PoultryWorld - RSPCA strengthens call for production labelling on animal products
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RSPCA strengthens call for production labelling on animal products

Increasing media coverage of the conditions farmed animals are reared has prompted the RSPCA to strengthen its call for method of production labelling on all animal products to be made mandatory.

While it has been 14 years since mandatory labelling was introduced for eggs, the RSPCA says it is now high time consumers were given the same information for dairy products and meat, including poultry.

The egg labelling law allows consumers to clearly see if the eggs they’re buying have been laid in a cage, barn, free range or organic system. Photo: Food and Drink/REX/Shutterstock
The egg labelling law allows consumers to clearly see if the eggs they’re buying have been laid in a cage, barn, free range or organic system. Photo: Food and Drink/REX/Shutterstock

Farming system

Julia Wrathall, RSPCA chief scientific officer, said it had become worryingly easy for unclear or absent labels to cause confusion and make it difficult for consumers to understand which farming system they’re supporting through their purchases.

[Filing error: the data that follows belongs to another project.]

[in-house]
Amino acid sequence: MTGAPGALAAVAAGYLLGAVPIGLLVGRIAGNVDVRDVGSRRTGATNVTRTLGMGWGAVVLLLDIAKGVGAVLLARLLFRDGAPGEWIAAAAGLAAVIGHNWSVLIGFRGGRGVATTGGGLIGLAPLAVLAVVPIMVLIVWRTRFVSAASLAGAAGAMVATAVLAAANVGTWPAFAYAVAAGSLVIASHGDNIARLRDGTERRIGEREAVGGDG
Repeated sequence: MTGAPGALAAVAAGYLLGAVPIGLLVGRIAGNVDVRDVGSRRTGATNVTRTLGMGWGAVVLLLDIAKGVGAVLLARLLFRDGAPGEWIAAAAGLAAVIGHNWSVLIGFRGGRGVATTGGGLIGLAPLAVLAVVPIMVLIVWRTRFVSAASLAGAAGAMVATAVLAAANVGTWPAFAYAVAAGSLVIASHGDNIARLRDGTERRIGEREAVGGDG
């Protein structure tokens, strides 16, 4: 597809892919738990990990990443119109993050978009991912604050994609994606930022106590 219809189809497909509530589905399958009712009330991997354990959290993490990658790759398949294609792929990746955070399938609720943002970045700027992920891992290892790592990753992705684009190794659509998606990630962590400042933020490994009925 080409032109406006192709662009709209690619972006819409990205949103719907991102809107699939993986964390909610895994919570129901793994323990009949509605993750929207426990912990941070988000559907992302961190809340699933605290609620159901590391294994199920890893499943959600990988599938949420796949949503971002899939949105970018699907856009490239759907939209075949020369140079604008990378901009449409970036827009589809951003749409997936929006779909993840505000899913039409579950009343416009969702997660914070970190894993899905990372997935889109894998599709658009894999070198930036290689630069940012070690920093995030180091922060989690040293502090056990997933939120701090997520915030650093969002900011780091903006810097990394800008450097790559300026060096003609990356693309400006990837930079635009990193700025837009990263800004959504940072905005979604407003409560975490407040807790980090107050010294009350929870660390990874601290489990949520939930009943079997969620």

“Food labels are an important way of ensuring consumers can make informed choices about what they eat. Compulsory labelling can also help to raise standard of farm animal welfare as well as providing due recognition and support to farmers who rear animals under higher welfare production systems.

“Eggs, which by law already have to be clearly labelled with how they are produced, are a great example of this. That’s why we’re calling for action for better labelling.”

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Egg labelling

The egg labelling law allows consumers to clearly see if the eggs they’re buying have been laid in a cage, barn, free range or organic system.

Consumer demand for eggs in the UK produced in cage-free production systems has risen hugely since the labelling law was introduced – now more than 52% of eggs come from cage-free systems.

The RSPCA believes the Government is open to change on the issue, citing its Health and Harmony consultation paper which recognised the importance of methods of production labelling as a tool to help inform consumers in England.

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